When the Exxon Valdez ran aground on Bligh Reef two years ago this week, the Valdez Star was nothing but an idea and a pile of engineering plans.
But by the middle of April, the Valdez Star, the largest oil skimmer ever built, will be berthed in the Prince William Sound city whose name it bears to act quickly in the event of future spills.
The 123-foot, 600-ton vessel left the Goudy and Stevens Shipyard in East Boothbay, Maine, where it was built, in late February. It will steam through the Panama Canal en route to Alaska.
The Valdez Star had been ordered by the Alyeska Pipeline Service Co. prior to the Exxon Valdez accident on March 24, 1989. The vessel was launched last August and recently completed its sea trials.
The Exxon Valdez spill dumped nearly 11 million gallons of North Slope crude into Prince William Sound and the Gulf of Alaska. The oil drenched 1,200 miles of coastline and killed more than 36,000 seabirds and 1,200 otters.
A spill the size of the Exxon Valdez' would be only a few days' work for the Valdez Star and two aluminum oil recovery boats also bought by Alyeska, according to the designer's specifications.
JBF Scientific Co., based in Winchester, Mass., has said the three vessels could collect about 2,500 barrels of oil per hour. At 55 gallons per barrel, that rate would amount to about 140,000 gallons an hour, or 3.3 million gallons gathered in 24 hours.
"I reflect on how unfortunate it was that the Valdez Star was only in its design stage during the first critical first few days of the big spill," JBF engineer Pete Sarnacki told the Valdez Pioneer.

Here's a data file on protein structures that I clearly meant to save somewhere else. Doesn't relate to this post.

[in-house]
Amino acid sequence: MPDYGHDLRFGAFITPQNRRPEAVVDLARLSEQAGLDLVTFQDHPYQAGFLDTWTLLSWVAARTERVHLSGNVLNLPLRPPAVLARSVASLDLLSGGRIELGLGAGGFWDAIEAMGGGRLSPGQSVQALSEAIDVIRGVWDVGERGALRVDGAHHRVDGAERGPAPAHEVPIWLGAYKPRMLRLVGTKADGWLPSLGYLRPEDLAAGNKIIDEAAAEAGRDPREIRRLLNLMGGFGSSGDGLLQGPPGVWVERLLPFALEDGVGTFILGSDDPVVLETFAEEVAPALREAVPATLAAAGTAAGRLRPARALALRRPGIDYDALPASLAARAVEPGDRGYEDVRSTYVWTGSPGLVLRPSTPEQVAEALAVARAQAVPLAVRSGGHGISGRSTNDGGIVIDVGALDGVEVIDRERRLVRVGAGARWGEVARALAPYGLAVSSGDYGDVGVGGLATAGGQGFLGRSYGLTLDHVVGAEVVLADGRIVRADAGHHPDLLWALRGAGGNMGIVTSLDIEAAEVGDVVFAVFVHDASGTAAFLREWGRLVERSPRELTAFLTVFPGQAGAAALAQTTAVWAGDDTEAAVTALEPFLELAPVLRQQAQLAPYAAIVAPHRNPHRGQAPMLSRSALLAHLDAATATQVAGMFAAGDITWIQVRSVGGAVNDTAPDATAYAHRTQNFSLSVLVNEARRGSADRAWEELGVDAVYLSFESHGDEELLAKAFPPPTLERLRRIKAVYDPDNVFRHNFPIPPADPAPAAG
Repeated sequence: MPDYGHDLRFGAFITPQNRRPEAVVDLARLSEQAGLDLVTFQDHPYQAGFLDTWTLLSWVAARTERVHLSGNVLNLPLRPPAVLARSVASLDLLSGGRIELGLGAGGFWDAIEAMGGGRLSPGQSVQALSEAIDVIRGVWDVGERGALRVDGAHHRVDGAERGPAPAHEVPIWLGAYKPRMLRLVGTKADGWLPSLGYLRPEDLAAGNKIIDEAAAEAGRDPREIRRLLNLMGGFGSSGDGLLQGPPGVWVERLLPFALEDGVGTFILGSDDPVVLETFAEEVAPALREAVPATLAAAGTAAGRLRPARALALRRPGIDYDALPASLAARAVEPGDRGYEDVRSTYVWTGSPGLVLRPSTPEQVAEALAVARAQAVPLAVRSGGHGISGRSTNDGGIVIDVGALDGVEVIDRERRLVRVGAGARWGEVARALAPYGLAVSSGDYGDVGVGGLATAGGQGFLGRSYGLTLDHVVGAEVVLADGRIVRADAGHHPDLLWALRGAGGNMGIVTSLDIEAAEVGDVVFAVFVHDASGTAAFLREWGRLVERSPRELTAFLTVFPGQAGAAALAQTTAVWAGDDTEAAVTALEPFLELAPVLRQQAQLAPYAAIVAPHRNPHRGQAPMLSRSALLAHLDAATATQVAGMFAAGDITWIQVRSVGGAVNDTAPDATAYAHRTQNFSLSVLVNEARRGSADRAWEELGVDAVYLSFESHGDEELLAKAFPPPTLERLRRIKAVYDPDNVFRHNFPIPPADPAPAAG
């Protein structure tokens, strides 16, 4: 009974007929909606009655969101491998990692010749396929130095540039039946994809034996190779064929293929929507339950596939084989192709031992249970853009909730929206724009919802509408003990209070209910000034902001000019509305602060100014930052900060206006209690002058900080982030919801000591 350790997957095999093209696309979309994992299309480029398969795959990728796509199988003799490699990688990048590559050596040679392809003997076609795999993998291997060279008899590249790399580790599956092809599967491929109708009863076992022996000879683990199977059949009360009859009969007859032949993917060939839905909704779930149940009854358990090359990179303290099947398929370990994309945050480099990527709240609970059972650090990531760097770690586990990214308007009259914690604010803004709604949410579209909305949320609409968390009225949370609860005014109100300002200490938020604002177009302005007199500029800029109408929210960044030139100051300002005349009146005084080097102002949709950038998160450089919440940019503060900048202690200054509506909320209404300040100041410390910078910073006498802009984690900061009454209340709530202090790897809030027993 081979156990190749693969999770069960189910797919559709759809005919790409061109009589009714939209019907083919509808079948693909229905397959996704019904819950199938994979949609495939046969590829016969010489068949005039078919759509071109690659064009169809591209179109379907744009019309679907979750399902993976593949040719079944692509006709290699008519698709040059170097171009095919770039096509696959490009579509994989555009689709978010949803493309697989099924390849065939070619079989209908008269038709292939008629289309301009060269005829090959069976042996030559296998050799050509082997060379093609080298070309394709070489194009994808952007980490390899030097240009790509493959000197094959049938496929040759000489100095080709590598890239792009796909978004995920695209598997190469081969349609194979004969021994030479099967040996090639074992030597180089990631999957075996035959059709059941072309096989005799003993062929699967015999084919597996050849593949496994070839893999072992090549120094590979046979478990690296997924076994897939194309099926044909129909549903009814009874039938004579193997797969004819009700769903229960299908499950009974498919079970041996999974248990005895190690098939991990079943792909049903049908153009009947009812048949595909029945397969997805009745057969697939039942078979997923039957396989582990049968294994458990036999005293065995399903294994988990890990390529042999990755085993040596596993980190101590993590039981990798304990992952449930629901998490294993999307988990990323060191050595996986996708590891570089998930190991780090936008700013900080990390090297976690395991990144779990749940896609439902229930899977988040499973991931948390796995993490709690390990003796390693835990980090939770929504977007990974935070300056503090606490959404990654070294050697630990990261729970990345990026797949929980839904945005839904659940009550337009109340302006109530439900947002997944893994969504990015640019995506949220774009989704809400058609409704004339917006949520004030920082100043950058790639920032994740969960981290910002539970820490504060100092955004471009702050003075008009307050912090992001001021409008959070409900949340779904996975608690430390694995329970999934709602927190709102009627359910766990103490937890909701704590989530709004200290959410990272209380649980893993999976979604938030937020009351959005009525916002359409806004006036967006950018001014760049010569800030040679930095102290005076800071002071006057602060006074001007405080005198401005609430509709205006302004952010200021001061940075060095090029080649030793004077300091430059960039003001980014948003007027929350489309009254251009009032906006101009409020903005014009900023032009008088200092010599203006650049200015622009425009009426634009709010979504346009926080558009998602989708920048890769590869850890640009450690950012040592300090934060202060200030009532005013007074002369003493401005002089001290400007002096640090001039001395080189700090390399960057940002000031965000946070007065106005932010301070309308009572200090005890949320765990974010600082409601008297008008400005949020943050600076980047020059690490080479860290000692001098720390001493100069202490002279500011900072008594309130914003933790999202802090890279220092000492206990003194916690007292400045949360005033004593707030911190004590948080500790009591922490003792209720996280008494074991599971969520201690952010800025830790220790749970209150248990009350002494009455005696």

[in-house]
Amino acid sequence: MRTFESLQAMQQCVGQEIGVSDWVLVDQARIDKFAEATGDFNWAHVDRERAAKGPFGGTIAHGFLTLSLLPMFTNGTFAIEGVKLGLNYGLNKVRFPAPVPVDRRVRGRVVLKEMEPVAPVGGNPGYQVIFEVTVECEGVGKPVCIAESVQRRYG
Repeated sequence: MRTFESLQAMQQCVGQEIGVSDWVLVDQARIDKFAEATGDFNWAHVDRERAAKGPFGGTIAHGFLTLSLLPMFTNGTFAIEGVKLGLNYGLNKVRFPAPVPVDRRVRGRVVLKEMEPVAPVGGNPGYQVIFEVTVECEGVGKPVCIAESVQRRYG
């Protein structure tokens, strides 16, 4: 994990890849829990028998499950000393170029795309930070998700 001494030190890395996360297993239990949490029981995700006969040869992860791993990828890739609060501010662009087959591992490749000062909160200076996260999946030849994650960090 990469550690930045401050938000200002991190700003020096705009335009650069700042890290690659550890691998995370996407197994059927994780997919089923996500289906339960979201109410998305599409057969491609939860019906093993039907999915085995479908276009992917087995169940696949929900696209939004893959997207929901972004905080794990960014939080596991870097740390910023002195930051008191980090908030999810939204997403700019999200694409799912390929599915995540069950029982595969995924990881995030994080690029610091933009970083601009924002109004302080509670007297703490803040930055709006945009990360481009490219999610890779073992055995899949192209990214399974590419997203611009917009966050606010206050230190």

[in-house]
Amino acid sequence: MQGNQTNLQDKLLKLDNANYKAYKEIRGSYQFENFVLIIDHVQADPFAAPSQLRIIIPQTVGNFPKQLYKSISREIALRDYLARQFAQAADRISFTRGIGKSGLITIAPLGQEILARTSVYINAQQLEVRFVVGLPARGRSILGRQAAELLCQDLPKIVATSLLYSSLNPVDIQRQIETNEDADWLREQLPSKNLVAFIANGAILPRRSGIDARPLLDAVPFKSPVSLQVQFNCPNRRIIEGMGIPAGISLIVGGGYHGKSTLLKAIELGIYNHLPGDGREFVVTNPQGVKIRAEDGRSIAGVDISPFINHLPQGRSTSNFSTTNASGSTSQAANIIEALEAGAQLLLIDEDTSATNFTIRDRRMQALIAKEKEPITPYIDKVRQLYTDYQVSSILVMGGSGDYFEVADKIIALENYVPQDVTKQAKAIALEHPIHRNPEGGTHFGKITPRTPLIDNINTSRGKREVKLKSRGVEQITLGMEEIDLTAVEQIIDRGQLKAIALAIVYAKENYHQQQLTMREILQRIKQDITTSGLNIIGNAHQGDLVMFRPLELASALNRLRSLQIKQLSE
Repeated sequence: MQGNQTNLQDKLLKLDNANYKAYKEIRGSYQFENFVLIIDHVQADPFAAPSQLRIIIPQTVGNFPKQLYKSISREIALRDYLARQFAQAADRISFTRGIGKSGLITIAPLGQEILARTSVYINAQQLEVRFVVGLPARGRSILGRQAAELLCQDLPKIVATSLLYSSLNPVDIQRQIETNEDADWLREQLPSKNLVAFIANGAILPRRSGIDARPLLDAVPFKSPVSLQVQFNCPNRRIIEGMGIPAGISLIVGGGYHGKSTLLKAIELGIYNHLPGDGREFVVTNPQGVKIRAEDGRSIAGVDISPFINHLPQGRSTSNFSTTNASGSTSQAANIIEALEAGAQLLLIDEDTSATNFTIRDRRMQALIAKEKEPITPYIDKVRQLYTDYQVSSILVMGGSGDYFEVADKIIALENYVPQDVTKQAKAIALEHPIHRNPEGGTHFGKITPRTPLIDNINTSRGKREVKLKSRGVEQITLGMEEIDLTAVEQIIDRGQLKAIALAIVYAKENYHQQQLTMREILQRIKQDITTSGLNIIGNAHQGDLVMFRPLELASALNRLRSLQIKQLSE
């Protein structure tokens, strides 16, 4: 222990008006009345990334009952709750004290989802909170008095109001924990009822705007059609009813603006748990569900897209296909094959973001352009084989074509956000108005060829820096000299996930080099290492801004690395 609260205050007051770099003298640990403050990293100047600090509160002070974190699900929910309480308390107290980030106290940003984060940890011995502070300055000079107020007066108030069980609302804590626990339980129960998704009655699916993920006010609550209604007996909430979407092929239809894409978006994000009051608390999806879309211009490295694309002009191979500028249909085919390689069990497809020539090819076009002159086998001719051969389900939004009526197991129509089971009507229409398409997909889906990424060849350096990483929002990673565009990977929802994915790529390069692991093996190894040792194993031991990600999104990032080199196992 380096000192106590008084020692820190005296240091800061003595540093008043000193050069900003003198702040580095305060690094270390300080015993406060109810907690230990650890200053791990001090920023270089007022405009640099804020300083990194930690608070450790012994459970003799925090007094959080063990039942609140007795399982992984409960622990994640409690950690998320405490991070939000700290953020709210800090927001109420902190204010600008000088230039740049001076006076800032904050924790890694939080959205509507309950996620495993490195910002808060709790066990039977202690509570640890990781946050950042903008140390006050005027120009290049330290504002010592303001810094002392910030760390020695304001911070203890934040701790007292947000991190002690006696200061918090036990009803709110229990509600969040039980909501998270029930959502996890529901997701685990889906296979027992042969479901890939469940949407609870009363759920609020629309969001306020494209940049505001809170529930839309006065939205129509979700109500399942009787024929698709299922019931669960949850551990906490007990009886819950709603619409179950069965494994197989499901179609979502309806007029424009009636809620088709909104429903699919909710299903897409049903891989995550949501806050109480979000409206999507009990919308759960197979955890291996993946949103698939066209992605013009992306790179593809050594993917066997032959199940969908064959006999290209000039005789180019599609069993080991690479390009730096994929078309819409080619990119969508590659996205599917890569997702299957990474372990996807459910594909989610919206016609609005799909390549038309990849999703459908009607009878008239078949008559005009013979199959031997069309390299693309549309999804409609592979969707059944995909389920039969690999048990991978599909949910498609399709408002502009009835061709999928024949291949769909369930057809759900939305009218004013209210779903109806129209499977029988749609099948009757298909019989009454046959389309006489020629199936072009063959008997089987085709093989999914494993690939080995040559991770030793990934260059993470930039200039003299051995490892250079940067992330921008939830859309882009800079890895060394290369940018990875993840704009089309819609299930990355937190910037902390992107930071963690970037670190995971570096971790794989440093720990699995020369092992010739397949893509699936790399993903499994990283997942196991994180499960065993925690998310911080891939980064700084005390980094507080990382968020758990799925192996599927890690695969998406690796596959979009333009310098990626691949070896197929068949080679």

Sarnacki, who was engineer for the Valdez Star, is a former Alyeska employee in its marine operations department.
"Knowing what I do about this technology and having been on the front lines of the spill, I am certain we could have recovered a larger percentage of the spill," Sarnacki told the Pioneer.
The technology behind the Valdez Star is more than 20 years old. JBF has said it developed the Dynamic Inclined Plane method of skimming in 1969, and it sold the first skimmer using the technology to the U.S. Environmental Protection Agency a year later.
"The device cleans up oil better than anything else currently available," JBF said. The company says it has built more than 100 DIP systems for oil- skimming vessels around the world.
The DIP method gathers oil by forcing it below the water's surface into a tunnel, where the effects of wave motion are lessened. Seven-foot-wide conveyor belts move the oil underwater into a collection well, where it is separated from water and pumped into storage tanks or barges. It can hold about 55,000 gallons on board.
EPA tests showed that a 26-foot skimmer using the DIP method collected between 75 and 95 percent of spilled oil at speeds up to 21|2 knots in seas as high as 21|2 feet. JBF said the Valdez Star's DIP will work as effectively in 6-foot seas.
A second skimmer the same size and capacity as the Valdez Star is being built by Goudy and Stevens for the Clean Sound Cooperative of Puget Sound, Wash.
The Valdez Star's price tag is estimated at $4 to $5 million.
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